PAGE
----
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The Things You Begin To Understand About Your Mom Once You Are A Mom

Dear Momma,


I must admit that I never truly understood the trials of motherhood and the strength and determination you constantly showed until NOW; now that I have a teenage daughter and a ten year old son. Yes, I have always been grateful to have you right beside me through the stages of motherhood that I have experienced so far – you know, the infant stage, the toddler stage, the terrible twos stage (this seemed a little extra terrible with my boy), the preschool stage (filled with tall tales and honest little ones), the gossiping tween stage, the my son has a busier schedule than I do stage, and most recently (which also happens to be my least favorite so far) the beginnings of the rebellious teen stage. Now that I am here I just have one question for you – HOW DID YOU SURVIVE? I mean seriously, how did you make it through to the other side? How did you come out on the other side with all of your hair? Okay, I lied, I had a few questions. Last one for now, how did you continue to be such a good mom when I know you loved us, but didn’t like us? One day you’ll have to fill me in on your secret, but for now I’ll move on to the things I have come to understand about you and motherhood.


I now understand all of the sacrifices you made. The times you put back something you really wanted because I really wanted those new shoes. I finally get all those times you carried around ten things in the store for yourself, but left with only one, which happened to be something for me. I do that now too.


I get the naps that you said were for me, but in reality they were for you because I utterly exhausted you. I’ve been known to use this trick too.


Those times you took me to the park just to get a little “you” time. I may or may not have been known to take my kids to Chick-fil-a and let them play just so I could read another chapter of my book in PEACE.


The times that you told me no when I would ask to go to the mall with my friends, I apologize for giving you a hard time. I REALLY get this now. You weren’t being mean, you were just protecting me.


When I’d ask to go to a friend’s house and you’d send me to ask Dad. I do that now too. Sometimes you just don’t want to be the bad guy again and give them another no.


That time at 13 that I wore a full face of make-up and you made me go scrub my face clean, to say I understand that is an understatement.  It probably broke your heart a little to see your little girl looking so grown. I’m sorry.


All those times I stole your brush and didn’t put it back, just know that karma found me. My daughter not only steals my brush, but she steals my make-up, my clothes, my shoes, and anything else that catches her eye.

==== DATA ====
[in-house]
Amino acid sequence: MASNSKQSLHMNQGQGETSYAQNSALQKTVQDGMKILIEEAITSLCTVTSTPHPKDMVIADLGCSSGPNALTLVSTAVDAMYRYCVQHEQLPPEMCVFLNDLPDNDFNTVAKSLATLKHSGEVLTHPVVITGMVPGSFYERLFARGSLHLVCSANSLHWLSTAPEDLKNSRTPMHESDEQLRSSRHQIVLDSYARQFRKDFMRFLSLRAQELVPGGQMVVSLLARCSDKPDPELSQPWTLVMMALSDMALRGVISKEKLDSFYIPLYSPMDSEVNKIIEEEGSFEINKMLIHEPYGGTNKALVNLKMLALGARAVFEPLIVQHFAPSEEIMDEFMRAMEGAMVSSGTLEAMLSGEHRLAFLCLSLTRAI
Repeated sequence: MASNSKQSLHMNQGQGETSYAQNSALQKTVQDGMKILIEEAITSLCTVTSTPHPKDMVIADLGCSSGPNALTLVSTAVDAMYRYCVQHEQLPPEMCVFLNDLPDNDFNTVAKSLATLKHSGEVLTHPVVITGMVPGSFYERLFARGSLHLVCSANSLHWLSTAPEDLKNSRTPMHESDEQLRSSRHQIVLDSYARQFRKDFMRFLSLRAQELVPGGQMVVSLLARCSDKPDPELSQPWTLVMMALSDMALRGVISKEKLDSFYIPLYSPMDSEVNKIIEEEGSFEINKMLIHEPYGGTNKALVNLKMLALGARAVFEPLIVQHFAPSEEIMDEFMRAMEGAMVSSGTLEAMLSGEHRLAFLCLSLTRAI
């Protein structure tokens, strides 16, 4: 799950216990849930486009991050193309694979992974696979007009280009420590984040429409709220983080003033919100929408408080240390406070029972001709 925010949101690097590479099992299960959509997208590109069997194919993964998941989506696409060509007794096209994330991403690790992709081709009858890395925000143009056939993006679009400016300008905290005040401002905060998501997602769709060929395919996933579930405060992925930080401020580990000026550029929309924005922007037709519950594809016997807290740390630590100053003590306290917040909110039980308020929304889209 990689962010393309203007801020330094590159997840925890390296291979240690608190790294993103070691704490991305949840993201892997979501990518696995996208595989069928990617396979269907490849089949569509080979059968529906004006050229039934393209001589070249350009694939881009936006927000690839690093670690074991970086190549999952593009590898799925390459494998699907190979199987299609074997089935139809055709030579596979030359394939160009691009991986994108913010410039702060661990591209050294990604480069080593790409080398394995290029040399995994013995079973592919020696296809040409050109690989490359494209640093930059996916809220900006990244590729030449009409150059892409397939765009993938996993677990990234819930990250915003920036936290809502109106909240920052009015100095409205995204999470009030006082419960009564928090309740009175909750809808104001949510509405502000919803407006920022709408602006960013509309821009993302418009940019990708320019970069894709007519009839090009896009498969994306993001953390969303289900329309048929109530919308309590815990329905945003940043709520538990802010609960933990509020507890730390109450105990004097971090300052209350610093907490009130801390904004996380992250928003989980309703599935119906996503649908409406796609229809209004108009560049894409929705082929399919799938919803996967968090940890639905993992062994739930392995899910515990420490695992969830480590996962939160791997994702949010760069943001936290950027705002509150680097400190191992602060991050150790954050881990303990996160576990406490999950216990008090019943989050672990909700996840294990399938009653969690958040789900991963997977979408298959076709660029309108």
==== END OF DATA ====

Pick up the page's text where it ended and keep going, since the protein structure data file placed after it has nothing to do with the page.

My never ending eye rolls and what-evers, yeah, I am REALLY sorry about all of those. I am getting those from both of my kids now. I did not realize just how annoying those were.


For the times that I cursed you under my breath, the times you heard and the times you didn’t, I am sincerely sorry. I know just how that feels now and it isn’t very good.


Most importantly, the biggest thing I have come to understand is just how precious being a mom is. It is the most difficult thing I have ever done, but there is nothing in this world that could ever fill my heart that way that does. My children are my world.


Momma, I guess what I am trying to say is I finally understand you and all of the things you did. Sometimes I find myself saying the things that you said to me when I was a kid and I surprise myself. I look at my kids and see that same look that I know I gave you and I know exactly what they are thinking because I had that same thought twenty some years ago. I remember thinking that I would never tell my kids no about going to the mall or that I would let them spend as much time as they wanted at their friend’s house or, you’ll love this one, that I wouldn’t put so many restrictions on their dating life. Ha! I so will! I am not looking forward to that part at all. I am also not looking forward to letting go. I know that day will come, but as sure as I am that it will come I am just as sure that when it does you’ll be right by my side ready to help guide me through. I love you, Momma, and I appreciate you and all you have done for us. Without you I wouldn’t be the mother I am today.